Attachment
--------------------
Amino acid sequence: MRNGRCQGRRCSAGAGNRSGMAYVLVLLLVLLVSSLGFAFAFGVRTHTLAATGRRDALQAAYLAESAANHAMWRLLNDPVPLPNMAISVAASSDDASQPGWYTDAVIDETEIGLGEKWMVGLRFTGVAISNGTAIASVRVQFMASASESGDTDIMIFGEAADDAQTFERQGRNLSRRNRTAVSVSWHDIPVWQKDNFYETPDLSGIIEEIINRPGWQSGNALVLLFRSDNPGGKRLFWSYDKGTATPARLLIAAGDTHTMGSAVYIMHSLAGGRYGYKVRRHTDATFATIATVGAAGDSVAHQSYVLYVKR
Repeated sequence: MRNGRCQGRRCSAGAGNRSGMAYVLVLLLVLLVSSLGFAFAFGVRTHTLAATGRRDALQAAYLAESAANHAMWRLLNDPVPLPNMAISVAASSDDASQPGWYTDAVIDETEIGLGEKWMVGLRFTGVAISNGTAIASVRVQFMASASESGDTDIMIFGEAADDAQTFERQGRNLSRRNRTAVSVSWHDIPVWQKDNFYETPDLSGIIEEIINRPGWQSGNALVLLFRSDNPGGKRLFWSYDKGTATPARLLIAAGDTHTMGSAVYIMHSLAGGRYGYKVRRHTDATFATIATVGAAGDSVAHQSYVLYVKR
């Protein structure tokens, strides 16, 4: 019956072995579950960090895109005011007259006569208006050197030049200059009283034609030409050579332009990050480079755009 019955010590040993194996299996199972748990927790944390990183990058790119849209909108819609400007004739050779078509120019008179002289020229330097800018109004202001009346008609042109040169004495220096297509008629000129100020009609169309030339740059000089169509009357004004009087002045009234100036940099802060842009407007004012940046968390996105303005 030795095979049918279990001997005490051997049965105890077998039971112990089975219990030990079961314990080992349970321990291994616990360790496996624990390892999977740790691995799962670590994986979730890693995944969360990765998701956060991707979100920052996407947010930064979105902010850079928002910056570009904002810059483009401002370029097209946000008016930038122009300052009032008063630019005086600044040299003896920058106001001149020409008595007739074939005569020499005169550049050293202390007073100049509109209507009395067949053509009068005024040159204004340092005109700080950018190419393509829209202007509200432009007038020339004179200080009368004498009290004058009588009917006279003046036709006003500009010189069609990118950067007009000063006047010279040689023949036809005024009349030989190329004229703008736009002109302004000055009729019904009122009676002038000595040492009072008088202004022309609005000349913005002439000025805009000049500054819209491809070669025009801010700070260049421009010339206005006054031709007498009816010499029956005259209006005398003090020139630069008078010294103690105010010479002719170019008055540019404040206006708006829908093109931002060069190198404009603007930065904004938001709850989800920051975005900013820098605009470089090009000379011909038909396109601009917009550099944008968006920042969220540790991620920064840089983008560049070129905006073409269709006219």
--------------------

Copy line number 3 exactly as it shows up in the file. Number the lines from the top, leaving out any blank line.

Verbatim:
């Protein structure tokens, strides 16, 4: 019956072995579950960090895109005011007259006569208006050197030049200059009283034609030409050579332009990050480079755009 019955010590040993194996299996199972748990927790944390990183990058790119849209909108819609400007004739050779078509120019008179002289020229330097800018109004202001009346008609042109040169004495220096297509008629000129100020009609169309030339740059000089169509009357004004009087002045009234100036940099802060842009407007004012940046968390996105303005 030795095979049918279990001997005490051997049965105890077998039971112990089975219990030990079961314990080992349970321990291994616990360790496996624990390892999977740790691995799962670590994986979730890693995944969360990765998701956060991707979100920052996407947010930064979105902010850079928002910056570009904002810059483009401002370029097209946000008016930038122009300052009032008063630019005086600044040299003896920058106001001149020409008595007739074939005569020499005169550049050293202390007073100049509109209507009395067949053509009068005024040159204004340092005109700080950018190419393509829209202007509200432009007038020339004179200080009368004498009290004058009588009917006279003046036709006003500009010189069609990118950067007009000063006047010279040689023949036809005024009349030989190329004229703008736009002109302004000055009729019904009122009676002038000595040492009072008088202004022309609005000349913005002439000025805009000049500054819209491809070669025009801010700070260049421009010339206005006054031709007498009816010499029956005259209006005398003090020139630069008078010294103690105010010479002719170019008055540019404040206006708006829908093109931002060069190198404009603007930065904004938001709850989800920051975005900013820098605009470089090009000379011909038909396109601009917009550099944008968006920042969220540790991620920064840089983008560049070129905006073409269709006219």